Wednesday, May 30, 2012

Pohjalaisia / [The People from Pohjanmaa / could also be called The People from the Plains] (1925)

Österbottningarna. FI 1925. PC: Suomi-Filmi. EX: Erkki Karu. D: Jalmari Lahdensuo. Ass. D: Martti Tuukka. SC: Artturi Järviluoma - based on his play (1914). DP: Frans Ekebom; Ass: Armas Fredman, Arvo Tamminen. AD: Martti Tuukka. Local expert: Kaarlo Kultalahti. C: Simo Kaario (Erkki Harri), Oiva Soini (Jussi Harri), Kaisa Leppänen (Maija Harri), Einar Rinne (Antti Hanka), Ilmari Unho (Heikki Hanka), Aino Lohikoski (Liisa), Mimmi Lähteenoja (Kaisa), Lauri Rautala (Salttu), Otto Al'Antila (Koljola), Hemmo Airamo (clerk), Kyösti Salomaa (shoemaker), Thorild Bröderman (sheriff), Yrjö Somersalmi (Köysti of Karjanmaa), Hannes Härhi (Kaappo), William Räisänen (bridge bailiff), Martti Tuukka (priest), Iivari Tuomari (judge), Kaarlo Kultalahti, crown bailiff Hjelt, judge Alajoki (badmen), Armas Fredman (vallesmannin renki). Crowd scenes: young people from Härmä and Lapua. Loc: Alahärmä, Ylihärmä, Vaasa. Studio: Vironkatu Studio.

Reconstructed and restored by KAVA (2012). Restoration: Anna Lehto, Päivi Hurskainen. Editing: Jarmo Nyman. Technical production: Generator Post.

Dvd of the restored version viewed at home, Helsinki, 30 May 2012.

Artturi Järviluoma's play Pohjalaisia (1914) is one of the most popular Finnish plays, and it has been filmed twice. The 1936 film adaptation has been the one regularly seen since it was made. The 1925 adaptation has survived very well thanks to the farsightedness of the Suomi-Filmi company, but it has been little seen during the sound era - since 80 years, although in 1994 Suomi-Filmi released the movie as a vhs video.

The screenplay of the movie was written by the playwright, Artturi Järviluoma, himself, and the director of the movie, Jalmari Lahdensuo, was also the director of the original theatre production of the play.

The colour of the toning is beautiful, and there are visually powerful scenes in the movie, such as the silhouette-like long shot of the big fight on the bridge that we see in the beginning. Frans Ekebom has a good sense of composition in several striking shots.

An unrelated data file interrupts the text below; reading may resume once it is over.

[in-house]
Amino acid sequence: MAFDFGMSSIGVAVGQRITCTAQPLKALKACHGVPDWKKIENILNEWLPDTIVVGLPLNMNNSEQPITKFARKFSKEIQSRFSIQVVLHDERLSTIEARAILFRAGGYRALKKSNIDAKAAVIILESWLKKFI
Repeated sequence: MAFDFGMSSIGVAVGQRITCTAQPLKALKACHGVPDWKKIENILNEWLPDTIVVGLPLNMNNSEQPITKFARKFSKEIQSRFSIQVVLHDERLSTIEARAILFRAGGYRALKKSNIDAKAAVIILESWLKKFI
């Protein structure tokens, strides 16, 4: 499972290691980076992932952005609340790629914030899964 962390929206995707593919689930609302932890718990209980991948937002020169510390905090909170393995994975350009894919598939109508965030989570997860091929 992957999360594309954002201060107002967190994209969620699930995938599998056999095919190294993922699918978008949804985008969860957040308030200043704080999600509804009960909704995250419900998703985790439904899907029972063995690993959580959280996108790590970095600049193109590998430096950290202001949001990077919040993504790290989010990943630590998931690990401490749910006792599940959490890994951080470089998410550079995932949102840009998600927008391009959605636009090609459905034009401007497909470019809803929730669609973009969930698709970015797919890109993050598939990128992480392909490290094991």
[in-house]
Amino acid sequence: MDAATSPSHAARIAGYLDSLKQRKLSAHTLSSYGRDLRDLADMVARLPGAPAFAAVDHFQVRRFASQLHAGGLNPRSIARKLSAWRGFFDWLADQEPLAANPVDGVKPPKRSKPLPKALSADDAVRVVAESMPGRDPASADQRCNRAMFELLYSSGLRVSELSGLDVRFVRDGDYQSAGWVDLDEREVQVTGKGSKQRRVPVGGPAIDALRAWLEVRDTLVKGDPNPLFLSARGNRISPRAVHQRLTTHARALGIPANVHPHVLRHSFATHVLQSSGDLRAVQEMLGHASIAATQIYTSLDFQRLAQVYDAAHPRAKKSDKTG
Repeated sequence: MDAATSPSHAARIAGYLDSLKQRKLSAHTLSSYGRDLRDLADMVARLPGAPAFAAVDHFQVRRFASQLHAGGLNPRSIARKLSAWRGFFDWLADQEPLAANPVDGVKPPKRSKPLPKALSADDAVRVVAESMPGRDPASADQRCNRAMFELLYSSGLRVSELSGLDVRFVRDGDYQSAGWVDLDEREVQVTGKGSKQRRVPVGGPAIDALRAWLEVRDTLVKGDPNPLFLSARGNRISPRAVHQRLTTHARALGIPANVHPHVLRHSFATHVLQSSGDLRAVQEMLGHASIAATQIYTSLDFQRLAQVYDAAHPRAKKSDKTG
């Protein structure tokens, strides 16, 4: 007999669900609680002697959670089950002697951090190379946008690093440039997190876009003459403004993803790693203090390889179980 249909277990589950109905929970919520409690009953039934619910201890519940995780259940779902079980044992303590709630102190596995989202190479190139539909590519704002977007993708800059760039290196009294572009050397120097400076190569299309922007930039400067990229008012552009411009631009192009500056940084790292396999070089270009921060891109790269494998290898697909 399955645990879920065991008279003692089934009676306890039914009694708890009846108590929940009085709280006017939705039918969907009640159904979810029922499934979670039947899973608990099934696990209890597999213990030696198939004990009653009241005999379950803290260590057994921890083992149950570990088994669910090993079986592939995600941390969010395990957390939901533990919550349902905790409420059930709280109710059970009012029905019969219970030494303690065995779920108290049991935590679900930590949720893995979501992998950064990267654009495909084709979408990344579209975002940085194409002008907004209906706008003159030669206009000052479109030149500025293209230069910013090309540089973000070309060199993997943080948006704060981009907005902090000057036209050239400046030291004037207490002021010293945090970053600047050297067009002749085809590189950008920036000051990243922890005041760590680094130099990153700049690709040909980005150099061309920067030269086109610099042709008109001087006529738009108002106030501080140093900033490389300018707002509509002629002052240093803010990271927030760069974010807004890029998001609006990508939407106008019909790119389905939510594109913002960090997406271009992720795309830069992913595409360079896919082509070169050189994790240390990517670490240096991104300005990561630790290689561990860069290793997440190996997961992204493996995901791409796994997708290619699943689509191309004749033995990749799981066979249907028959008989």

The presence of the nature - the great plains and the great rivers - is essential, and it is easy to believe why the escaped convict Antti decides to return as "I cannot live elsewhere but in these plains".

There is a feeling of physical realism and authenticity in the location shooting.We see fields being ploughed, windmill blades rotating in the background, scenes in the yard, and religious meetings. The hollow alderman baton with documents inside circulates in the community. Alcohol is consumed liberally in every house, and there is an obligatory drunken scene.

The arrival of the badmen to make trouble at the dance is electrifying. Oiva Soini rises to the occasion as Jussi who leads the peaceful participants of the dance. The fight between Jussi and Köysti seems real. When Jussi wins, they shake hands, and Köysti declares that Jussi now is the king of the plains (lukko).

The story takes place in the middle of the 19th century, the age when the rampage of the badmen was at its worst in Pohjanmaa. The two extremes are the hot-tempered and violent badmen, and the pietists whose faith in God is a challenge to violence. The humiliating and misdirected discipline of the sheriff is resented. When he has the innocent Jussi arrested and humiliates him with a whip, Jussi breaks his chains with his bare hands and attacks the sheriff who shoots Jussi, but the lethally wounded Jussi manages to strike the sheriff dead with his knife. "These people will never bend to obey the whip", are Jussi's last words, and "My eyes will never be bright anymore", says his fiancée Liisa at his lifeless body.

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